The HA of the present invention may be obtained from any subtype. For example, the HA may be of subtype H2, H3, H4, H6, H7, H8, H9, H10, H11, H12, H13, H14, H15, H16, or influenza type B HA. The recombinant HA of the present invention may also comprise an amino acid sequence based on the sequence any hemagglutinin known in the art—see, for example, the BioDefence Public Health base (Influenza Virus; see URL: biohealthbase.org) or National Center for Biotechnology Information (see URL: ncbi.nlm.nih.gov). Furthermore, the HA may be based on the sequence of a hemagglutinin that is isolated from one or more emerging or newly-identified influenza viruses.

Non-limiting examples of HA, or fragments of HA that may be used according to the present invention include those described in WO2009/009876, WO 2009/076778; WO 2010/003225, WO 2010/003235, WO 2010/006452, WO 2011/035422 or WO 2010/148511 (which are incorporated herein by reference).

As shown in FIG. 18, HA from B/Brisbane/60/2008 is poorly expressed in agroinfiltrated Nicotiana benthamiana leaves (see lanes “1008” or “1029”). However, co-expression of HA-type B with M2 from A/New Caledonia/20/99, results in a significant increase in HA expression (see lanes “1008+1261”; “1009+1261” and 1029+1261″). The increase in HA expression was observed in with both native type B HA or a chimeric HA type B. HA expression was observed in the presence or absence of amplification elements (BeYDV), and across various dilutions of Agrobacterium. A similar increase in H3 expression was observed when H3 from A/Perth/16/2009 was co-expressed with M2 from A/New Caledonia/20/99 (FIG. 19; compare lane “1019” H3 alone, with “1019+1261” H3 co-expressed with M2).

VLP

The term “virus like particle” (VLP), or “virus-like particles” or “VLPs” refers to structures that self-assemble and comprise virus proteins for example a structural viral protein such as influenza HA protein or a channel protein, for example but not limited to a proton channel protein, such as M2 or a combination of those proteins. VLPs are generally morphologically and antigenically similar to virions produced in an infection, but lack genetic information sufficient to replicate and thus are non-infectious. In some examples, VLPs may comprise a single protein species, or more than one protein species. For VLPs comprising more than one protein species, the protein species may be from the same species of virus, or may comprise a protein from a different species, genus, subfamily or family of virus (as designated by the ICTV nomenclature). In other examples, one or more of the protein species comprising a VLP may be modified from the naturally occurring sequence. VLPs may be produced in suitable host cells including plant and insect host cells. Following extraction from the host cell and upon isolation and further purification under suitable conditions, VLPs may be purified as intact structures.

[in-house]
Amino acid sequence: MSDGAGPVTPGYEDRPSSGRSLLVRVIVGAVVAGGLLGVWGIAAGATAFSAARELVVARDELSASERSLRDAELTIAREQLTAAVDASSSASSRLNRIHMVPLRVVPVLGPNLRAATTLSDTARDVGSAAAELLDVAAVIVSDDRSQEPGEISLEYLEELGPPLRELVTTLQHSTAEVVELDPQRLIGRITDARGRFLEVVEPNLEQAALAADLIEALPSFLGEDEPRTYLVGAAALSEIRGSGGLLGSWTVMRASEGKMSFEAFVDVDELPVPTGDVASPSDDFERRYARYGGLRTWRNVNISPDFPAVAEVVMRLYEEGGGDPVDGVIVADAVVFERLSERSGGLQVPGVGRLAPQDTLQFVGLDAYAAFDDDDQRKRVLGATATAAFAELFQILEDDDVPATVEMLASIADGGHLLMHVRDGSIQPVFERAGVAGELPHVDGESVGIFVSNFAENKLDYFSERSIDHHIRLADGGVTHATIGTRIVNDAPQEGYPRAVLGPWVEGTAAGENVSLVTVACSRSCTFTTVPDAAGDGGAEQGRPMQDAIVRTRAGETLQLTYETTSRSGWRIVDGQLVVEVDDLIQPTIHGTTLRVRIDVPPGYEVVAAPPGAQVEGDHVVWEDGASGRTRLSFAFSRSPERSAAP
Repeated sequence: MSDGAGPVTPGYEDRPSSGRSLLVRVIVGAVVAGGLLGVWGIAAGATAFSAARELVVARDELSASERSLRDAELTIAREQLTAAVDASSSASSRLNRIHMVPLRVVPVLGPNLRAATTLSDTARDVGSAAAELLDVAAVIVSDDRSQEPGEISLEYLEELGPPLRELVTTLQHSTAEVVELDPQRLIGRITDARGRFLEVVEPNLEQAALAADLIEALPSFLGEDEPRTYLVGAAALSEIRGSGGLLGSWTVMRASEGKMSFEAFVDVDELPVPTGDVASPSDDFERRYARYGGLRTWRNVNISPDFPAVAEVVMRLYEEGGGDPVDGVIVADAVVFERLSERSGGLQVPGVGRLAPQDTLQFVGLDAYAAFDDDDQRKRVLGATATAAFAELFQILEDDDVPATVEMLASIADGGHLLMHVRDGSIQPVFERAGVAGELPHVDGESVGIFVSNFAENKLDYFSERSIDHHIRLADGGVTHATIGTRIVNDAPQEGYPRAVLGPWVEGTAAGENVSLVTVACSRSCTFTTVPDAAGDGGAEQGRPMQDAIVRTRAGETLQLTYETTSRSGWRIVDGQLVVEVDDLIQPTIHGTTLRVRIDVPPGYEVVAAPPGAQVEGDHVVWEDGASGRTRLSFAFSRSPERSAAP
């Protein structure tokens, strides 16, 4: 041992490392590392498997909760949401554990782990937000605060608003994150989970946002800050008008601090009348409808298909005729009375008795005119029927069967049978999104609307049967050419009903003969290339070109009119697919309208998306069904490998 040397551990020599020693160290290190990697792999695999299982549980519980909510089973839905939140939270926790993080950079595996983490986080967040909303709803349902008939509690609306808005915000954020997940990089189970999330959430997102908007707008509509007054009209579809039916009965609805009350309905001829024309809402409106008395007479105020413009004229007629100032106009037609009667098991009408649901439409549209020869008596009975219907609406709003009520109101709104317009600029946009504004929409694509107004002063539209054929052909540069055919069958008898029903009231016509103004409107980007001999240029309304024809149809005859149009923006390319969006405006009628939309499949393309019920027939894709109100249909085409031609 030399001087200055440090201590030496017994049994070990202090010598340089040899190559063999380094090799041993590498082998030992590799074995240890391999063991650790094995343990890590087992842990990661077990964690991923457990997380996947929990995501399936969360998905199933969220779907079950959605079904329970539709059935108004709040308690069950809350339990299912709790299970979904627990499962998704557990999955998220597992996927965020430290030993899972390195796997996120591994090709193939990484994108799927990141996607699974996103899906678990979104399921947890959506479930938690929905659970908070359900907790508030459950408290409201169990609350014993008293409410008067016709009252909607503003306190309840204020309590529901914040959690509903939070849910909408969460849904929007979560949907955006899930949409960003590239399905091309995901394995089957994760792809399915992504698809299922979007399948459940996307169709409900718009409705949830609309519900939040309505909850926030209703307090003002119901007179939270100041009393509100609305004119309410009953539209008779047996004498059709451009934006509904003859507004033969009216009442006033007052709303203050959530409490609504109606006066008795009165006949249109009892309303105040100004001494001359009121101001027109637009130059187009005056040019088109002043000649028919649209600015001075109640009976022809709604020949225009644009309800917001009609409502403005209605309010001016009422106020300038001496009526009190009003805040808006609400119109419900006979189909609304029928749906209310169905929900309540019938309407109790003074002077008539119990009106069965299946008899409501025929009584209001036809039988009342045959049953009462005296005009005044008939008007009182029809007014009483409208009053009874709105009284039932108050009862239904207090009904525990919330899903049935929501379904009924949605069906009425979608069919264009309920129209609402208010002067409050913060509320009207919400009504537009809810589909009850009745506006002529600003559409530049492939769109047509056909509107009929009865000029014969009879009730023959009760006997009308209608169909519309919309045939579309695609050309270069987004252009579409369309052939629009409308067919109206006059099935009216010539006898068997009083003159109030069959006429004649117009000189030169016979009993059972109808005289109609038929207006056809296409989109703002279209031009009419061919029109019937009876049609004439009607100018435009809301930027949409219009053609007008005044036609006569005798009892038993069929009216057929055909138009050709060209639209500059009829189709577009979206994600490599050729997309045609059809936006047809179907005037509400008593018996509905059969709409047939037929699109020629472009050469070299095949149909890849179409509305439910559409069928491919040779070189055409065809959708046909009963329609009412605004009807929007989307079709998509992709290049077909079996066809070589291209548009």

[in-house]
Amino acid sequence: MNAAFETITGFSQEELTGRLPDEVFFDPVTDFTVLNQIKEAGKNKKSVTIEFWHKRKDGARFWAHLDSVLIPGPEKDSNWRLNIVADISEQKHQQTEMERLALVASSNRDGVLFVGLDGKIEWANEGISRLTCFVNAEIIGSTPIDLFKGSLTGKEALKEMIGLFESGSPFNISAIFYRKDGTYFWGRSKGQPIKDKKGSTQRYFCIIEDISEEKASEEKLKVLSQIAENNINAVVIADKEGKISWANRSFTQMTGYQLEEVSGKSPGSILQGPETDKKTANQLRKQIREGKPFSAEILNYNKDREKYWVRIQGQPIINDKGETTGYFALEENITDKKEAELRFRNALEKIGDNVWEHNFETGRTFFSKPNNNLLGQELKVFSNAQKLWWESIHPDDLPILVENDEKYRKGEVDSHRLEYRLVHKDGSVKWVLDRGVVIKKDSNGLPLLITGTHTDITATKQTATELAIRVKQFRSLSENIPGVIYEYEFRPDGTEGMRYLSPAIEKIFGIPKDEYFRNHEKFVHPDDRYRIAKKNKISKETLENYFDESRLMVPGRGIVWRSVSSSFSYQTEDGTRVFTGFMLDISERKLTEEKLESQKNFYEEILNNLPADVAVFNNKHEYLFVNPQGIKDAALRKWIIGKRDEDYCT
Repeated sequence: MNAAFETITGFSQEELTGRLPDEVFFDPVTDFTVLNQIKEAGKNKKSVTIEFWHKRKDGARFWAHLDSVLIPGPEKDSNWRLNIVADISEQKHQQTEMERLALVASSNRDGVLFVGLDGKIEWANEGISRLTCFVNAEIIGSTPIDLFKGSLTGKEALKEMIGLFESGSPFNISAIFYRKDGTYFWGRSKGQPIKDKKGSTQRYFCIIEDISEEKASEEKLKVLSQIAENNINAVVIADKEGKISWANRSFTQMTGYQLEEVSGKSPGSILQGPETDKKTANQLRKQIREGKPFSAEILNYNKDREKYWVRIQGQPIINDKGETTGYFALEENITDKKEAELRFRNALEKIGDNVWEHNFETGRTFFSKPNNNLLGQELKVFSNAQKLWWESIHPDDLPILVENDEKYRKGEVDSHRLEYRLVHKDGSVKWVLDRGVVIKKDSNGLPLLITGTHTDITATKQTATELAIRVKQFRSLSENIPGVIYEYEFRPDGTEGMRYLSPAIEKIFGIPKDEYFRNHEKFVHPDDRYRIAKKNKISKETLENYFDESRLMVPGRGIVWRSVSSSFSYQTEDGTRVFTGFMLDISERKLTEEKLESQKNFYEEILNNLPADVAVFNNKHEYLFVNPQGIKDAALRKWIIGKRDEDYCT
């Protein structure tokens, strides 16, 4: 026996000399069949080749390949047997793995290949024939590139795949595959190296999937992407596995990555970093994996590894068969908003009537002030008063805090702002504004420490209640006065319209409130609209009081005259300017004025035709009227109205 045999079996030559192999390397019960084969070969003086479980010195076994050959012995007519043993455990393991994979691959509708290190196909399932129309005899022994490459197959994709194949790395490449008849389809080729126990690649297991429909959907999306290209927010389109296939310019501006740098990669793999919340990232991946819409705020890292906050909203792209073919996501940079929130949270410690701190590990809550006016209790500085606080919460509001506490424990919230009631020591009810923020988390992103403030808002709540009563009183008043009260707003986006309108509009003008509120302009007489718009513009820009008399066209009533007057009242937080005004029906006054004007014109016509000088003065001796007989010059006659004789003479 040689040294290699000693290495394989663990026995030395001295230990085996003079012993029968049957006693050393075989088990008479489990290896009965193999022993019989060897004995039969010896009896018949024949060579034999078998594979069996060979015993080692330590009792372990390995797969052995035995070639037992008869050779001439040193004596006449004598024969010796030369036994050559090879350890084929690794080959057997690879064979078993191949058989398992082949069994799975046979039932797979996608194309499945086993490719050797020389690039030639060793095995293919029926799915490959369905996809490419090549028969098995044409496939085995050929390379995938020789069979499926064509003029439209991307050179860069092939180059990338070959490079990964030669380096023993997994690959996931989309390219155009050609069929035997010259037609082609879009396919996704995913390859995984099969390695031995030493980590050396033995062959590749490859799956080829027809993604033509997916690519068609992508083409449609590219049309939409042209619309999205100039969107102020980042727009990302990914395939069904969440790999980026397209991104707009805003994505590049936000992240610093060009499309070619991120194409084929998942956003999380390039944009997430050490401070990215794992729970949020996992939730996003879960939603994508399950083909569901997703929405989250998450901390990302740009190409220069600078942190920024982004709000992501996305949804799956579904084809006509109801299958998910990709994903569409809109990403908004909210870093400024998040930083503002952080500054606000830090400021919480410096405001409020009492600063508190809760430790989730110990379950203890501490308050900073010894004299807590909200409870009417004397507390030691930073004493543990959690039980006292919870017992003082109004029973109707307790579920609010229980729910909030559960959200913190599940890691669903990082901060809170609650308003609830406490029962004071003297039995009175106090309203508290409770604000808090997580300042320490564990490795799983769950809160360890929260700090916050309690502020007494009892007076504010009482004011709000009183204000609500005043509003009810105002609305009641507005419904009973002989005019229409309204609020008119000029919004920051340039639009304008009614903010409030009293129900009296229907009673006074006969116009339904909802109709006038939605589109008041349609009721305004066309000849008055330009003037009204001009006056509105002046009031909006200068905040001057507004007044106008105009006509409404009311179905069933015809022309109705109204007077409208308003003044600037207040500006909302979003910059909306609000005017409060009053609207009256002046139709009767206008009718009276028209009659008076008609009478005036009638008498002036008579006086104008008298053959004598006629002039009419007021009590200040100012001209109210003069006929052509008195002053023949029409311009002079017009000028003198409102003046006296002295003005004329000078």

Furthermore, VLPs may be produced that comprise a combination of HA subtypes. For example, VLPs may comprise one or more than one HA from the subtype H2, H3, H4, H6, H7, H8, H9, H10, H11, H12, H13, H14, H15, H16, subtype B HA or a combination thereof. Selection of the combination of HAs may be determined by the intended use of the vaccine prepared from the VLP. For example a vaccine for use in inoculating birds may comprise any combination of HA subtypes, while VLPs useful for inoculating humans may comprise subtypes one or more than one of subtypes H2, H3, H4, H6, H7, H8, H9, H10, H11, H12, H13, H14, H15, H16, subtype B HA. However, other HA subtype combinations may be prepared depending upon the use of the VLP. In order to produce VLPs comprising combinations of HA subtypes, the desired HA subtype may be co-expressed within the same cell, for example a plant cell.

As described in more detail below, the expression of a type B HA or H3 from B/Brisbane/60/2008 in agroinfiltrated Nicotiana benthamiana leaves is increased when co-expressed M2 from A/New Caledonia/20/99 (see FIGS. 18 and 19). A similar increase is not observed when H1 or H5 is co-expressed with M2, as high levels of H1 or H5 expression are observed in the presence or absence of M2 (FIGS. 20 and 21 respectively). HA are known to be processed in a pH-dependent manner (see Reed M. L. et. al. Journal of Virology, February 2010, p. 1527-1535, Vol. 84, No. 3), and to under go pH-dependent confirmation change (Skehel J. J. et. al. 1982, PNAS 79: 968-972). H1 and H5 exhibit a conformational change at a pH lower than that observed with either H3 and type B HA. Without wishing to bound by theory, the pH within the Golgi Apparatus during maturation and migration may not have an effect on H1 or H5 folding, however, a low pH within the Golgi Apparatus may effect H3 and type B HA folding. By co-expressing a channel protein, for example but not limited to a proton channel protein, long with H3 or Type B HA, the pH within the Golgi Apparatus may increase and result in HA folding leading to increased HA yield. Furthermore, H1 and H5 may be more stable at lower pH, than H3 and Type B HA. Therefore, by co-expressing a channel protein, for example but not limited to a proton channel protein, along with H3 or Type B HA, less HA is degraded within the Golgi apparatus.